• Request for proposal: Innovation LABEX TULIP 2016
  • Financing: LABEX TULIP, Occitanie Region
  • Project managers: Terroïko – SETE-CNRS
  • Partners: Terroïko – SETE-CNRS
  • Contact: Sylvain Moulherat (TerrOïko), Simon Blanchet (SETE)
  • Duration: 12 mois (2017-2018)
  • Total budget: 19,3 k€
  • Grant: 8,4 k€

MetAqua in the news


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MetAqua, extention of the application field of the SimOïko modelling platform to strictly aquatic species

logo Labex Tulip The digital simulation model SimOïko is derived from the research model MetaConnect, developed with a view to analyse meta population dynamics of terrestrial or partially terrestrial species (amphibians). The SimOïko model has though benefited from validation tests carried out for terrestrial species, however the extension of the model to strictly aquatic species still needs to be validated. The MetAqua project is run in collaboration with SETE-CNRS and aims to 1) validate the predictive skills of SimOïko for strictly aquatic species and 2) when appropriate, develop additional MetaConnect algorithms for these species.

Green and blue network (« Trame Verte et Bleue »), is a landscape planning instrument related to the « Grenelle 2 » law. It is mainly used to avoid species extinction due to population isolation. Indeed, isolated populations, especially when small, are more likely to disappear due to genetic and demographic stochastic events. This mechanism known as extinction vortex can be stamp down by dispersal when reproductive individuals can leave their current population and settle in a new one. Green and Blue Network is thus based on the scientific knowledge that networks conservation through dispersal is essential to population conservation. Nevertheless, dispersal is a complex process resulting from a trade-off of ecological and evolutionary constraints. Research in this field has highlighted that because of their multi-causal characteristics, dispersal rate and distance show very high intraspecific and interspecific variations. It has been demonstrated that intraspecific variability is influenced by both environmental and social context and the individual phenotype. Dispersal is thus closely linked to species life history traits and to interaction between individual phenotypes and its environment.

Faced with the difficulty in predicting how species will disperse in a particular landscape, the first ecological network conservation strategy deployed by practitioners has been based on landscape structural connectivity. These methods assume that the ecological network can be defined by similar habitats close to each other. These methods do not explicitly handle dispersal process and population demography. According to this hypothesis, proximity enhances transfer of individuals from one habitat to another. Green and Blue network is thus designed by searching for the each species its favourable habitat patches and selecting those which are close enough.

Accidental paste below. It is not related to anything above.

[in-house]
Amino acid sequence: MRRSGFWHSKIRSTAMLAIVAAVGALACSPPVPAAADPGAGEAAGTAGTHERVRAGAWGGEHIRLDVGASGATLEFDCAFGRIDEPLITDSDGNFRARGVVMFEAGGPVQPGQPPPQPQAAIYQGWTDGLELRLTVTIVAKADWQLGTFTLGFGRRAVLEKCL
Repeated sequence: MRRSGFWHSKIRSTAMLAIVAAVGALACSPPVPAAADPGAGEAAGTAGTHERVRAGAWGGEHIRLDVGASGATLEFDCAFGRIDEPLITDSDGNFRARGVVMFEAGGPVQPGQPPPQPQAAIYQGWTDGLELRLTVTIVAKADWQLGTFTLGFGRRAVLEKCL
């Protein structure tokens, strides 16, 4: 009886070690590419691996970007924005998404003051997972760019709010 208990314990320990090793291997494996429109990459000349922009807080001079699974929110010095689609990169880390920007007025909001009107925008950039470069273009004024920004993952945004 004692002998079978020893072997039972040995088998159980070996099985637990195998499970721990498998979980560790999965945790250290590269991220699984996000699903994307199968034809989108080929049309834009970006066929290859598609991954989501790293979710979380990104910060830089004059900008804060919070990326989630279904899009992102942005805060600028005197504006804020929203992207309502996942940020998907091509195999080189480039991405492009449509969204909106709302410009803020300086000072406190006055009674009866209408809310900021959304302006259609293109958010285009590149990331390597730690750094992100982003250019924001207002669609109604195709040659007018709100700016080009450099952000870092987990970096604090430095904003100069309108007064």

In order to avoid this oversimplification and explicitly consider dispersal process in the Green and Blue Network design, since 2012 TerrOïko develops a numerical simulation platform (SimOïko) derived from the MetaConnect model. MetaConnect is a spatially explicit and individual-based meta-population model that is able to simulate population dynamics, dispersal and gene flows. Green and Blue Networks studies based on SimOïko significantly enhance studies quality and relevance. However, for now, it is calibrated only for terrestrial or partially terrestrial species (amphibians, dragonflies, etc).

The current project aims at extending the application field of the SimOïko modelling platform to strictly aquatic species, including fish.

Aquatic frame minnow Minnow genetics CETE CNRS

The results of population genetic simulations from SimOïko (left) wild be compared with field data (right).

General methodology :

SimOïko will be used outside its initial scope to simulate population dynamics of strictly aquatic meta populations. The test and validation steps consist in 1)Comparing the results of SimOïko aquatic module with other existing models; 2)Realising several simulations in a landscape for which we have field data and verify the consistency of simulated vs field results.